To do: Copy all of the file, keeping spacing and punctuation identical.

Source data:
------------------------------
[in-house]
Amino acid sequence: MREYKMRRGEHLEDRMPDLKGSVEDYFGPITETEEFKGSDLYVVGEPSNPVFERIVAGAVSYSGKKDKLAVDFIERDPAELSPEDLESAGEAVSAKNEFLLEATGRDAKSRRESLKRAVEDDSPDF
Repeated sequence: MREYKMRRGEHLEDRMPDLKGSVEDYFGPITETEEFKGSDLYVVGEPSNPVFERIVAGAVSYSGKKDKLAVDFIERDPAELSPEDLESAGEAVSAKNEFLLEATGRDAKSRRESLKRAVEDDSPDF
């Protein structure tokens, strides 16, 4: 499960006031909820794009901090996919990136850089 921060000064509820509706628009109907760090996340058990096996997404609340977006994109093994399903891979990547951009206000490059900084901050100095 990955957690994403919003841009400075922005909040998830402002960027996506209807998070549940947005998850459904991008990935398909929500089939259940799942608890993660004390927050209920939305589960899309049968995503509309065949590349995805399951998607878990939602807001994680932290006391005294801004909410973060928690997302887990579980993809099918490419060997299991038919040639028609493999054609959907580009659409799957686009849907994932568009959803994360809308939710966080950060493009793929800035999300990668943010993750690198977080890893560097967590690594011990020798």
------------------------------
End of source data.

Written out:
[in-house]
Amino acid sequence: MREYKMRRGEHLEDRMPDLKGSVEDYFGPITETEEFKGSDLYVVGEPSNPVFERIVAGAVSYSGKKDKLAVDFIERDPAELSPEDLESAGEAVSAKNEFLLEATGRDAKSRRESLKRAVEDDSPDF
Repeated sequence: MREYKMRRGEHLEDRMPDLKGSVEDYFGPITETEEFKGSDLYVVGEPSNPVFERIVAGAVSYSGKKDKLAVDFIERDPAELSPEDLESAGEAVSAKNEFLLEATGRDAKSRRESLKRAVEDDSPDF
């Protein structure tokens, strides 16, 4: 499960006031909820794009901090996919990136850089 921060000064509820509706628009109907760090996340058990096996997404609340977006994109093994399903891979990547951009206000490059900084901050100095 990955957690994403919003841009400075922005909040998830402002960027996506209807998070549940947005998850459904991008990935398909929500089939259940799942608890993660004390927050209920939305589960899309049968995503509309065949590349995805399951998607878990939602807001994680932290006391005294801004909410973060928690997302887990579980993809099918490419060997299991038919040639028609493999054609959907580009659409799957686009849907994932568009959803994360809308939710966080950060493009793929800035999300990668943010993750690198977080890893560097967590690594011990020798």